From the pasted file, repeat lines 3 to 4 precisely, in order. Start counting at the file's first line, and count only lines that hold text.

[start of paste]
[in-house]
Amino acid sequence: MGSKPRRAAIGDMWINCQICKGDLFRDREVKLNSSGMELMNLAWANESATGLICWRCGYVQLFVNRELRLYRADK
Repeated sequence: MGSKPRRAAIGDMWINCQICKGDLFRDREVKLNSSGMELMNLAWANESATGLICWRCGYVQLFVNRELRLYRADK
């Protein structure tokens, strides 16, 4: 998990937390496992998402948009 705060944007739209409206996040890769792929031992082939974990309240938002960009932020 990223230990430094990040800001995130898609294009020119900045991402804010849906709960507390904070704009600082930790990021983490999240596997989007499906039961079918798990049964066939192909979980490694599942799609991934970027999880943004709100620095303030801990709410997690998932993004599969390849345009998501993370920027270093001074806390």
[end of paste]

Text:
Repeated sequence: MGSKPRRAAIGDMWINCQICKGDLFRDREVKLNSSGMELMNLAWANESATGLICWRCGYVQLFVNRELRLYRADK
């Protein structure tokens, strides 16, 4: 998990937390496992998402948009 705060944007739209409206996040890769792929031992082939974990309240938002960009932020 990223230990430094990040800001995130898609294009020119900045991402804010849906709960507390904070704009600082930790990021983490999240596997989007499906039961079918798990049964066939192909979980490694599942799609991934970027999880943004709100620095303030801990709410997690998932993004599969390849345009998501993370920027270093001074806390």